Cow breeds and their effect
Research in a hiker's paradise
When ETH acquired the Weissenstein Alp on the Albula Pass in 1967, initially only Braunvieh cattle continued to go to the Alpine pasture, as had been customary up to then. Over time, however, new research questions came into focus and with them other cattle breeds. While this caused quite a stir in the early years, animals of specific breeds were even missed by people in the later years.
For a long time, Graubünden was a stronghold of Braunvieh cattle breeding and thus almost only Braunvieh cattle were known on the Graubünden Alpine pastures. When ETH Zurich acquired the Weissenstein Alp in 1967, projects were indeed carried out exclusively with animals of the Braunvieh breed in the first few years. With the changes in agriculture, however, other breeds and types of cattle also became the focus of research. For example, the then professorship in Animal Breeding took an interest in the Holstein and Jersey breeds, which are known for their high level of milk production. Therefore, in the course of the 1980s, the first black-and-white Holstein animals were brought to Alp Weissenstein. This fact caused some excitement and gave rise to quite a few discussions.
Ten years later, with new research questions and the suckler cows, additional new breeds appeared (at that time, restrictions on foreign breeds were lifted in Switzerland). While the first black Angus cows did not trigger any major reactions, the Scottish Highland cattle brought to Alp Weissenstein as part of the Polyproject PRIMALP attracted the attention of tourists in the region in particular. Even when there were no more such cattle on the Alpine pasture after the project was completed, people still frequently asked about the animals. Similar things happened in later years with the small-sized Dexter cows.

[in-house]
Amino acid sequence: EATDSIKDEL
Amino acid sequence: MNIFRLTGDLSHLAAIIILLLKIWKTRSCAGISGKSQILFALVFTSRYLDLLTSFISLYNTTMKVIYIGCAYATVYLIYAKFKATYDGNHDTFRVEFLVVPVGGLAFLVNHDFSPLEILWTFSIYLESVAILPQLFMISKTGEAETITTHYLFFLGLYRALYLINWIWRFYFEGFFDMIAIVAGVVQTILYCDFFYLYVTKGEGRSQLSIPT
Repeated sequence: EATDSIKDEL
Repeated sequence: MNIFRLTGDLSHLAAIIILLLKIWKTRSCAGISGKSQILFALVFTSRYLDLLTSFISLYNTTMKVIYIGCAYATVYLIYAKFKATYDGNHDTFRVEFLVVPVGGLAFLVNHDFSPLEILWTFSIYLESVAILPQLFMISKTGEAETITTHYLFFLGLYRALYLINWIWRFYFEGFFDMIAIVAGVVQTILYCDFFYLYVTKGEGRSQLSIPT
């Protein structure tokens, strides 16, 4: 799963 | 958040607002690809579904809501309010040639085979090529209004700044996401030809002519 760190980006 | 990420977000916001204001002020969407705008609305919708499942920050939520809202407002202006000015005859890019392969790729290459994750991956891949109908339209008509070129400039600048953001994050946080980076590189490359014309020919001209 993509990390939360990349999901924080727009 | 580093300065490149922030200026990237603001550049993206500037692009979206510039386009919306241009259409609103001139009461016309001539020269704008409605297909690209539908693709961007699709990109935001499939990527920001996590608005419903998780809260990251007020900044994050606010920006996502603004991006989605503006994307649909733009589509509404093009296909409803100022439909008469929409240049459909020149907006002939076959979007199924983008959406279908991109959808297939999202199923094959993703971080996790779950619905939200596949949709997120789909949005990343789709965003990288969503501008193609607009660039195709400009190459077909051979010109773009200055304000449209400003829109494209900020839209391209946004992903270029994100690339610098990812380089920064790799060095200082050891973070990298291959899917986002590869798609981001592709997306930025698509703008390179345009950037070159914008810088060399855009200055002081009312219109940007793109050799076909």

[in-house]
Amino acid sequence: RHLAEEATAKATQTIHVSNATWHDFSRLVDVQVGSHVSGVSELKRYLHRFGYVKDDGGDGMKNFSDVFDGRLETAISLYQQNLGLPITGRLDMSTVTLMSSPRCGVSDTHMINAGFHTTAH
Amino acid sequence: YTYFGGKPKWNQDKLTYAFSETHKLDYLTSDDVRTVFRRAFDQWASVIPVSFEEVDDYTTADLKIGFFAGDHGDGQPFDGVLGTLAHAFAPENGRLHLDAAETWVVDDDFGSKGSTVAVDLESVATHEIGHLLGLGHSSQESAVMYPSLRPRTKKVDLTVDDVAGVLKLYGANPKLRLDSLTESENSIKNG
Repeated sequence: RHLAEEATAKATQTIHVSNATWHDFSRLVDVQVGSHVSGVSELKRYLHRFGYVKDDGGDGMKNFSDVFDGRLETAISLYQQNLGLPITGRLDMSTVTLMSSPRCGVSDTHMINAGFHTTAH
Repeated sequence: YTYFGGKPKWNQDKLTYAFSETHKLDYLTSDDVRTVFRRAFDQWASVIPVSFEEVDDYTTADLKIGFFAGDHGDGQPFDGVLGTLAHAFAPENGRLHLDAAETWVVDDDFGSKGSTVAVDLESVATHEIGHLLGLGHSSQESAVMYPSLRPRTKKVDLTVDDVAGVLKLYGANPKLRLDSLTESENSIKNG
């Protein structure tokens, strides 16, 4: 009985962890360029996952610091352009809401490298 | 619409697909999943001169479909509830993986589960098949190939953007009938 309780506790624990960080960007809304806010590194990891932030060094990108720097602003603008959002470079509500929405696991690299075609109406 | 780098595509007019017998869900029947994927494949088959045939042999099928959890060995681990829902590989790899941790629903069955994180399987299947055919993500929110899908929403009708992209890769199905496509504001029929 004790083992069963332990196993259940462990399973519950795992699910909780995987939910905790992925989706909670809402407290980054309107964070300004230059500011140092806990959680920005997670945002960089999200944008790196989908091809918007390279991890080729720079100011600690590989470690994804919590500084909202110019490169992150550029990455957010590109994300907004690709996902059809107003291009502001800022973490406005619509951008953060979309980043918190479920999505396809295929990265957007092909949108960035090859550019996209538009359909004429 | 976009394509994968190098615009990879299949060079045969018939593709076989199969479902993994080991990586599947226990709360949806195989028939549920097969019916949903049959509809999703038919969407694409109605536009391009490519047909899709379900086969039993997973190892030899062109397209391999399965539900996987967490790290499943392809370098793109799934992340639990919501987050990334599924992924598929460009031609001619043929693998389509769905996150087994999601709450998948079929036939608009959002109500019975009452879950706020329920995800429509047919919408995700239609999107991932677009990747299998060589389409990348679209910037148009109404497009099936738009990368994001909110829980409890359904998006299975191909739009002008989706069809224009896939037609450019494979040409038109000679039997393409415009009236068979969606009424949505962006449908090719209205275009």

Research questions in the course of time
But not only the breeds changed over time, but also the research questions. Initially, the focus was mainly on production-related issues related to Alpine pastures and the performance of the animals. Then, with the higher-performing animals, questions about the physiology and health of the animals also came into the focus of research. This meant that it was no longer sufficient to precisely record the quantity of milk and weigh the animals. It also required blood samples from the animals and heart rate measurements.
With the PRIMALP project, the idea that the entire production system should be considered more comprehensively also became the focus of research, and with it questions about nutrient cycles, the utilisation of nutrients in feed and ultimately also the quality of milk and meat. This also necessitated the use of experimental techniques previously unfamiliar to the farming operation. For example, food samples had to be collected that corresponded as closely as possible to what the animals ate. Animal-specific samples of excrement were needed. Animals had to be tracked for their behaviour on the pasture. All this required creative solutions from the doctoral students.